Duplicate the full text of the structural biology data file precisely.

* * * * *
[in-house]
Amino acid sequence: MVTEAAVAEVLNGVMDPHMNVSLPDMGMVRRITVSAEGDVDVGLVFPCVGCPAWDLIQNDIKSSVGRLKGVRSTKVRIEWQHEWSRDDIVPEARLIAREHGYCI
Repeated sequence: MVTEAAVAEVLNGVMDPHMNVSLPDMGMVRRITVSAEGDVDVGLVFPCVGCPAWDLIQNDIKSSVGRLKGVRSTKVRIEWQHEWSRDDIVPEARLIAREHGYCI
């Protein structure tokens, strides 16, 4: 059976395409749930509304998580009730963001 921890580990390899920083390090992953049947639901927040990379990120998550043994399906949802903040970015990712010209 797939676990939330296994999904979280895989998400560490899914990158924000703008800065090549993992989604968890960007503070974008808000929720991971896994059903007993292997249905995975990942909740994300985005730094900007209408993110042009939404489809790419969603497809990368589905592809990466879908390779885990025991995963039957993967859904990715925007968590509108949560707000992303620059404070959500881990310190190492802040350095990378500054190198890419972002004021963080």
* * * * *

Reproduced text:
[in-house]
Amino acid sequence: MVTEAAVAEVLNGVMDPHMNVSLPDMGMVRRITVSAEGDVDVGLVFPCVGCPAWDLIQNDIKSSVGRLKGVRSTKVRIEWQHEWSRDDIVPEARLIAREHGYCI
Repeated sequence: MVTEAAVAEVLNGVMDPHMNVSLPDMGMVRRITVSAEGDVDVGLVFPCVGCPAWDLIQNDIKSSVGRLKGVRSTKVRIEWQHEWSRDDIVPEARLIAREHGYCI
């Protein structure tokens, strides 16, 4: 059976395409749930509304998580009730963001 921890580990390899920083390090992953049947639901927040990379990120998550043994399906949802903040970015990712010209 797939676990939330296994999904979280895989998400560490899914990158924000703008800065090549993992989604968890960007503070974008808000929720991971896994059903007993292997249905995975990942909740994300985005730094900007209408993110042009939404489809790419969603497809990368589905592809990466879908390779885990025991995963039957993967859904990715925007968590509108949560707000992303620059404070959500881990310190190492802040350095990378500054190198890419972002004021963080």